You reap what you sow, and the harvest is bountiful in the Ten of Wands.
burden, responsibility, duty, stress, obligation, burning out, struggles
When the Ten of Wands appears it can be said that while the harvest is rich the load is heavy. It is said that this card shows that you have completed the circle of struggle and that spending many resources and lots of energy, you have finally overcome the obstacles and found success. It suggests that the sweat off your brow was worth it – that your efforts have finally been rewarded and that you may now find yourself living in a world of abundance where poverty and suffering have no chance to intervene.
Marvelous and satisfying as this sounds, the card also depicts a lot of responsibilities. You may find yourself the sole problem solver in your circle of family and friends which could even propel you into another world of challenges.
Charlotte Allingham is an artist who might be said to be the problem solver, to be carrying a heavy load for her ‘mob’. This young woman has the kind of talent that leaves you with your mouth wide open. The thing is, like so many successful indigenous artists, it feels like she has had a heavier load to carry than a privileged white counterpart. It is as though she is running on auto pilot, fueled by passionate activism and a need to be heard. It is very evident that the echoes of all those who have been wounded, faced unspeakable trauma, find expression through her.
A Wiradjuri, Ngiyampaa 27 year old queer woman from New South Wales, with family ties to Condobolin and Ivanhoe., Allingham’s work is centred around the strength and resilience of First Nations People, her cultural identity and the long-reaching impact of colonization in Australia. Her images have been upheld at Indigenous Rights rallies, and carry a strong political commentary that addresses centuries of genocide, persecution and silencing of First Nations People However, her work also speaks of “community love, body positivity, Black strength and power… modern subcultures, occultism, and the First Nation’s futurism.”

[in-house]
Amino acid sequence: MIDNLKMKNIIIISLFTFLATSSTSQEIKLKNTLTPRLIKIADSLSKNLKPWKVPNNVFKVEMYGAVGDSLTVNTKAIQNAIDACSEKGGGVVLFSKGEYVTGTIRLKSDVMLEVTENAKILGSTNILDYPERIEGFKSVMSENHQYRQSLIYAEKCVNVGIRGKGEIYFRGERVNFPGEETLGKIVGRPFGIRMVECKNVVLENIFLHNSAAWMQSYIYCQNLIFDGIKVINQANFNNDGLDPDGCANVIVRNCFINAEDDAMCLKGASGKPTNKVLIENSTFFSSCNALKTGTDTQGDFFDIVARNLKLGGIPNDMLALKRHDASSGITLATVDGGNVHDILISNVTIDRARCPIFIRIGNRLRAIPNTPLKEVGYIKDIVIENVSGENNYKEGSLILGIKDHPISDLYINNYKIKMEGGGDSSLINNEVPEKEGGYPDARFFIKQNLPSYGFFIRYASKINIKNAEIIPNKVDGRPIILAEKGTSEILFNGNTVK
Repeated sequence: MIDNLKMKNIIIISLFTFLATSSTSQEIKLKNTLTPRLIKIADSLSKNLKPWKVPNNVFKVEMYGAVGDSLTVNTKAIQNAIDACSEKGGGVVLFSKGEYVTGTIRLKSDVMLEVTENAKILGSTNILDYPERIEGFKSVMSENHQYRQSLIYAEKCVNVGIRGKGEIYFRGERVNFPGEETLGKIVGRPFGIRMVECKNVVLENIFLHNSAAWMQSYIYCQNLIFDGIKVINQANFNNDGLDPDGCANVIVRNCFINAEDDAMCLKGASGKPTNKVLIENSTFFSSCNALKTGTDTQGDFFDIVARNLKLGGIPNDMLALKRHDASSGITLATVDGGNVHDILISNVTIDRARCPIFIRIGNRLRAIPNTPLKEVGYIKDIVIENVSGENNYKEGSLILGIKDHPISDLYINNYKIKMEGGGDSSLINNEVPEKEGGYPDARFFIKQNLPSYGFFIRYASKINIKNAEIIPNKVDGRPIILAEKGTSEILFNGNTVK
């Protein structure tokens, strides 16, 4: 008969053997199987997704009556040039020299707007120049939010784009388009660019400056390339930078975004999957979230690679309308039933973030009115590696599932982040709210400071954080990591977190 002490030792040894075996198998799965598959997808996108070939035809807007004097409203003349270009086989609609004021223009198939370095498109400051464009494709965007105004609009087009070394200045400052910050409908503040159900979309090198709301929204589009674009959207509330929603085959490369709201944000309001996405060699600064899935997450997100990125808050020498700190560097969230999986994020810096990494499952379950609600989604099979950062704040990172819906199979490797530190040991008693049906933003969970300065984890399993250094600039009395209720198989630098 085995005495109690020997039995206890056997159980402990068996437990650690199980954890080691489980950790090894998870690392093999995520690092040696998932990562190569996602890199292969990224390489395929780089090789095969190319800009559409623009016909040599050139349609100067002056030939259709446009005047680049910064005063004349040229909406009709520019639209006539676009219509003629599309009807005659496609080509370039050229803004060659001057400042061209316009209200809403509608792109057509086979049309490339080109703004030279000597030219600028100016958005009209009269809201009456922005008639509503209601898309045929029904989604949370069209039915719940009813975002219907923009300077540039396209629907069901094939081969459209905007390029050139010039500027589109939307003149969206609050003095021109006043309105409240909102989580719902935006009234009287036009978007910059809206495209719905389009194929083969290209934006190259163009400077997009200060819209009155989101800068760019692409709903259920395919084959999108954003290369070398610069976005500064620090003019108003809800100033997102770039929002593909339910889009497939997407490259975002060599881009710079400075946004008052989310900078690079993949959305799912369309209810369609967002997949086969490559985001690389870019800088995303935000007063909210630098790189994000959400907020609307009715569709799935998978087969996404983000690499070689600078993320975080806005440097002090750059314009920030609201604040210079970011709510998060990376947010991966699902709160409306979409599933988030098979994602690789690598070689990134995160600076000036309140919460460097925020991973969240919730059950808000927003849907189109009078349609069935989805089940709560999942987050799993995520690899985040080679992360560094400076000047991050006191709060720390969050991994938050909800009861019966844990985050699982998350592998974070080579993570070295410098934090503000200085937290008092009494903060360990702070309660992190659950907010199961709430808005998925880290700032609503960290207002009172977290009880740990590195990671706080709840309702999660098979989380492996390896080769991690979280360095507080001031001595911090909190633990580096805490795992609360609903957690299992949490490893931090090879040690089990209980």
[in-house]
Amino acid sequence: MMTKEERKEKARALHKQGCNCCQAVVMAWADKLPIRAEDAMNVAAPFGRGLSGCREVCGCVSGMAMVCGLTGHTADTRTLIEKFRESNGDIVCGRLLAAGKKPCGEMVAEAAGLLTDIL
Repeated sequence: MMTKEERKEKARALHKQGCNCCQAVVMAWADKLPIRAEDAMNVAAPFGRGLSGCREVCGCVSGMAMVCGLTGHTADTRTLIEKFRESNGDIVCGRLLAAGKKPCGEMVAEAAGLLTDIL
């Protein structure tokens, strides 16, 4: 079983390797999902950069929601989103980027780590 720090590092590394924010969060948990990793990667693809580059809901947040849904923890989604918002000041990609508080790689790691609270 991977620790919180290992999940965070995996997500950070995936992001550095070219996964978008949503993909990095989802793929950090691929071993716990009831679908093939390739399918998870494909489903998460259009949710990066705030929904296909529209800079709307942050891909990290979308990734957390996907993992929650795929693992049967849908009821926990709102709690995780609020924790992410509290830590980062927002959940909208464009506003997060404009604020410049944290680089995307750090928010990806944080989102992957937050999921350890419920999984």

Charlotte’s practice is a mode of protest within itself—her work urges us to consider the broader impacts of colonisation and how one can activate change.Incinerator Gallery
Allingham’s illustrations have been made into merchandise, tattoos and viral Instagram content, and she’s even created her own zines and comics. She is also an extraordinary writer with several pieces exhibited at the Biennale of Sydney. She has also been the featured guest artist for famous publications like Overland.
Allingham uses Instagram to publish her stunning artwork and advocate for race equality and Indigenous rights in Australia. Her pieces are truth telling, beautiful, celebratory, angry, heartbreaking.